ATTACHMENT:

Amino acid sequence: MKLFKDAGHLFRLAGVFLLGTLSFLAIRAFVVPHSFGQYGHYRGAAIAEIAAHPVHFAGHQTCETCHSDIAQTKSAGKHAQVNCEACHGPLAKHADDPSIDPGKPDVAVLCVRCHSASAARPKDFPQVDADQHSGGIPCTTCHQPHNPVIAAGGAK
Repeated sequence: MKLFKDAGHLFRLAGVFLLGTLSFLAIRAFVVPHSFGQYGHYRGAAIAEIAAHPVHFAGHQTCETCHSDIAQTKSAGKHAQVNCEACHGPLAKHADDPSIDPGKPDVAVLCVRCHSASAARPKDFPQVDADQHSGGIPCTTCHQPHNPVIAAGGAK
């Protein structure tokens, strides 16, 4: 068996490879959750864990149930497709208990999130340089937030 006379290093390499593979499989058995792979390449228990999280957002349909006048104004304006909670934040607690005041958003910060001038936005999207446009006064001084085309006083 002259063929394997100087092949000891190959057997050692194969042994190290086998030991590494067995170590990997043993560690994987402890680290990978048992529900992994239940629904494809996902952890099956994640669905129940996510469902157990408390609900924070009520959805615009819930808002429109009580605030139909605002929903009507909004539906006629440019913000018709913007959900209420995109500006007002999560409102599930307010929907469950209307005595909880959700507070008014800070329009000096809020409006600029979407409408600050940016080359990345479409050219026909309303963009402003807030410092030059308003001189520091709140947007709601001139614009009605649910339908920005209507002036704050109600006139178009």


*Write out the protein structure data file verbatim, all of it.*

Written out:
Amino acid sequence: MKLFKDAGHLFRLAGVFLLGTLSFLAIRAFVVPHSFGQYGHYRGAAIAEIAAHPVHFAGHQTCETCHSDIAQTKSAGKHAQVNCEACHGPLAKHADDPSIDPGKPDVAVLCVRCHSASAARPKDFPQVDADQHSGGIPCTTCHQPHNPVIAAGGAK
Repeated sequence: MKLFKDAGHLFRLAGVFLLGTLSFLAIRAFVVPHSFGQYGHYRGAAIAEIAAHPVHFAGHQTCETCHSDIAQTKSAGKHAQVNCEACHGPLAKHADDPSIDPGKPDVAVLCVRCHSASAARPKDFPQVDADQHSGGIPCTTCHQPHNPVIAAGGAK
């Protein structure tokens, strides 16, 4: 068996490879959750864990149930497709208990999130340089937030 006379290093390499593979499989058995792979390449228990999280957002349909006048104004304006909670934040607690005041958003910060001038936005999207446009006064001084085309006083 002259063929394997100087092949000891190959057997050692194969042994190290086998030991590494067995170590990997043993560690994987402890680290990978048992529900992994239940629904494809996902952890099956994640669905129940996510469902157990408390609900924070009520959805615009819930808002429109009580605030139909605002929903009507909004539906006629440019913000018709913007959900209420995109500006007002999560409102599930307010929907469950209307005595909880959700507070008014800070329009000096809020409006600029979407409408600050940016080359990345479409050219026909309303963009402003807030410092030059308003001189520091709140947007709601001139614009009605649910339908920005209507002036704050109600006139178009």